Between beloved and well-established local staples and a steady wave of new bars and restaurants popping up in and around Milwaukee almost every week, worthwhile dining and drinking gems can occasionally get lost in the shuffle. With Tucked Away, Milwaukee Record sifts through the hype in hopes of unearthing some of these gems.

Nestled cozily on the corners of Third and Maple streets on the southern edge of Walker’s Point, and humming with the buzz of a quiet hype, it feels fair to suggest that one only needs to look to the literal when considering what’s most “tucked away” about Triskele’s (1801 S. 3rd St., 414-837-5950). While said buzz may shed some light on the existence of the self-identified casual fine dining restaurant, it hasn’t yet helped to establish it as a mainstay in Milwaukee’s culinary landscape. A cursory Google search doesn’t do a whole lot to demystify what Triskele’s is or wants to do, and vague branding that can mean anything (casual fine dining, for instance) doesn’t help that process either. Unsatisfied with what the World Wide Web offers up to substantiate the restaurant’s measured acclaim, we decided to see for ourselves whether Triskele’s is truly destined for greater things or if it deserves to remain tucked away.

The space: Immediately upon entry, Triskele’s succeeds in creating a signature kind of comfort. The bustling expo kitchen and its paradoxically comforting din of pots, pans, and a busy line make the restaurant feel alive. Christmas lights and appropriately loud music invoke a warm holiday party vibe. The combination of the restaurant’s offset location and Wisconsin’s delayed but suddenly very present winter serve to transport diners from an urban condo-pocked reality to something almost northwoods-like.

TriskelesInterior

The service: Everything started smoothly enough, excluding the actual seating process, which had an unexplained hiccup. After a brief conversation with someone appearing to be a manager, our server got the okay to seat us. Service stayed consistent until the push, at which point the wheels seemed to fall off a bit. It took more than an hour after our main courses hit the table for us to get the bill. This isn’t always a problem, as some people like to nurse their dinners and sit and chat. However, our table wasn’t visited even once in that period of time. Water refills and status checks gave way to the pressure of a dinner rush. To be clear, this wasn’t the server’s fault, as the restaurant felt short-staffed and the rush came on pretty suddenly. It’s easy to chalk the inattentive end of our dinner up to “shit happens,” especially given the service’s acceptable start.

Milwaukee Record‘s food: The frustrating trend of starting strong and ending with a whimper extrapolated itself from service to food. We ordered two appetizers. Noting Triskele’s focus on seafood, we went with mussels. Then, aiming to go with something polarizing, we tried the pork dumplings. Both were fantastic. The mussels had a very satisfying buttery and briny broth made with shallots, garlic, and wine. The dumplings (filling the role as token Asian-inspired item) were addictive little pockets of ground pork and ginger that came with a nicely balanced sweet and sour type sauce. Nothing revolutionary in either of these items, but they were very solid and well-executed bites.

TriskelesDumplings

The issues started to emerge when the entrees came out. We ran the gamut on the menu, trying a little bit of everything. The sole highlight: the short rib, which was basically a Flinstones stylized chunk of bone in rib meat, covered in a rich sauce—absolutely perfect for a winter’s night. Everything else carried some substantial flaws. The macaroni and cheese was actually penne drowning in an uninspired cheese sauce. The gnocchi with housemade chicken fennel sausage and tarragon cream tasted good on a base level, but it was one strong note of tarragon, until you bit into the sausage, which tasted like one strong note of fennel. We also ordered a scallop special with sausage, arugula salad, and potatoes. While the protein was respected, its side components were left undressed (arugula salad), overcooked (potatoes), and under-seasoned (both).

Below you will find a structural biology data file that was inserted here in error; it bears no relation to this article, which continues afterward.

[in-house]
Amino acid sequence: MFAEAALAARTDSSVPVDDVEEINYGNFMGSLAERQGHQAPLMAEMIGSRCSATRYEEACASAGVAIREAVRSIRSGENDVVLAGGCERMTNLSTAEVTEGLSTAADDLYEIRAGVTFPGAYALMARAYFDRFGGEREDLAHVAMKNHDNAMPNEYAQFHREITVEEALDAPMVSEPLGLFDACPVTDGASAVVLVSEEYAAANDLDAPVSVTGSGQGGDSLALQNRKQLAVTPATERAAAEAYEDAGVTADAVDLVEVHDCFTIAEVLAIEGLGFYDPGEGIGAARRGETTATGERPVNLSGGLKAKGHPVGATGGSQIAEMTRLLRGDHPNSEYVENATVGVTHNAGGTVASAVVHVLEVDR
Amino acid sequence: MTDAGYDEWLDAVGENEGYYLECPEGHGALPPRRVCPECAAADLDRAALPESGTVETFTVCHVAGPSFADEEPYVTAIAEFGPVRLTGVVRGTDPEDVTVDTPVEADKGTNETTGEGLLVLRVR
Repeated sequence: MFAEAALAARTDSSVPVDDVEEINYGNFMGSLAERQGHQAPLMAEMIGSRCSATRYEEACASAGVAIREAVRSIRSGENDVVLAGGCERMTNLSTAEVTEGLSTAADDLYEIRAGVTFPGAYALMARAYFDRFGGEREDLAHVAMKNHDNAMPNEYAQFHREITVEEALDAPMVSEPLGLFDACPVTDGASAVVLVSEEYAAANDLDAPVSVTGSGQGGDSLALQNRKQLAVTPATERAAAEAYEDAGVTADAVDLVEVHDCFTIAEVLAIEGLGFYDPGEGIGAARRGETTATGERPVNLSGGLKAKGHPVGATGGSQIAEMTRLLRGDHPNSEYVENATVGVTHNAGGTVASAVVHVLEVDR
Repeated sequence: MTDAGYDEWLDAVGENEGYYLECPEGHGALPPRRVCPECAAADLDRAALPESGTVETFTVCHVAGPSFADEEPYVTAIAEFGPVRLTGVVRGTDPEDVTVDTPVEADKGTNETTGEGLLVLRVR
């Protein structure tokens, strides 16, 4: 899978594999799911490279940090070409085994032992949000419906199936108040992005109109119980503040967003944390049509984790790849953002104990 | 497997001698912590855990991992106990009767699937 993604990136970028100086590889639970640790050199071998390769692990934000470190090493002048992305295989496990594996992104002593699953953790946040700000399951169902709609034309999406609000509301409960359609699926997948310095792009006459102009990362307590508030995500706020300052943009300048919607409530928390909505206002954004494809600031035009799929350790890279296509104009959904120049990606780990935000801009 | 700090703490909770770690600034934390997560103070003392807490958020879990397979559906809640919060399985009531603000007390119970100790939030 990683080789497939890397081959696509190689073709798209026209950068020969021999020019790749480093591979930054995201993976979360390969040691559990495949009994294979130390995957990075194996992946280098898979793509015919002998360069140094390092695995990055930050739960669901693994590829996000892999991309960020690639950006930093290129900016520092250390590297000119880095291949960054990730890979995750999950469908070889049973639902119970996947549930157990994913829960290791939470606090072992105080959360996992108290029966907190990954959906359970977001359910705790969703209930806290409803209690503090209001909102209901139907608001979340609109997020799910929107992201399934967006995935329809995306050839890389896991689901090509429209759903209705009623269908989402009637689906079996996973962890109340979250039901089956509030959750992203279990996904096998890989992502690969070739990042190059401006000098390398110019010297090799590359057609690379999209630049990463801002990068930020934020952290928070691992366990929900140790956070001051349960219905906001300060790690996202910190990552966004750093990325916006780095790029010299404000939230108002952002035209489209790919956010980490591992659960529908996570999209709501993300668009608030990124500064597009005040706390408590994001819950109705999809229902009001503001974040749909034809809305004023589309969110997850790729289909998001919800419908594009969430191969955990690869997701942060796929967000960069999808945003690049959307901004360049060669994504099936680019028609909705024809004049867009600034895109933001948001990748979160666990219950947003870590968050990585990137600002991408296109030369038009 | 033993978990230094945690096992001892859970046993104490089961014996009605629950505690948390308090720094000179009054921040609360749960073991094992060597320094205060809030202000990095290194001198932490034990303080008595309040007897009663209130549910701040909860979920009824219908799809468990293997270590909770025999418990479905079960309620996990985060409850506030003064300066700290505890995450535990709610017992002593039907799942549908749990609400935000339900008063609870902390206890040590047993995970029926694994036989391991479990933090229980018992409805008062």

TriskelesMac

Then there was the trout and polish sausage dish. Trout, like chicken, generally tastes similar from preparation-to-preparation and dish-to-dish, so the diner should know what they’re getting into when they order the fish. The flavor of our trout (about a three-millimeter thick fillet) was completely murdered by sauerkraut. We can’t say for sure what the thought process was with the polish sausage, but it was essentially ultra-thin (about the width of three quarters squeezed together) medallions of charred-to-death carbon. We ended the night with a simple dessert: a champagne creme brulee. After coughing up a substantial chunk of change for our motley crew of entrees, we wanted to go with something that was hard to mess up.

TriskelesBrulee

The verdict: Assuming this wasn’t just an off night, Triskele’s needs to step it up. At the risk of appearing eager to tear down a local establishment (trust us, we’re not) it’s important to consider the finances involved. A date night at Triskele’s (food, drinks, dessert, tip) is liable to cost around $100. It’s not beyond the scope of imagination to see returning for a bowl of mussels and a glass of wine, but Triskele’s ambitious menu suggests that it wants to be more than that. Sadly, that ambition felt unfocused in our experience.

So does Triskele’s deserve to remain tucked away? Well, the place has its merits, and with some of the details being executed so immaculately, it’s difficult to say the flaws are so fatal as to warrant permanent obscurity. Until a few changes are made, though, we’ll be swimming against the hype tide surrounding this secluded corner restaurant.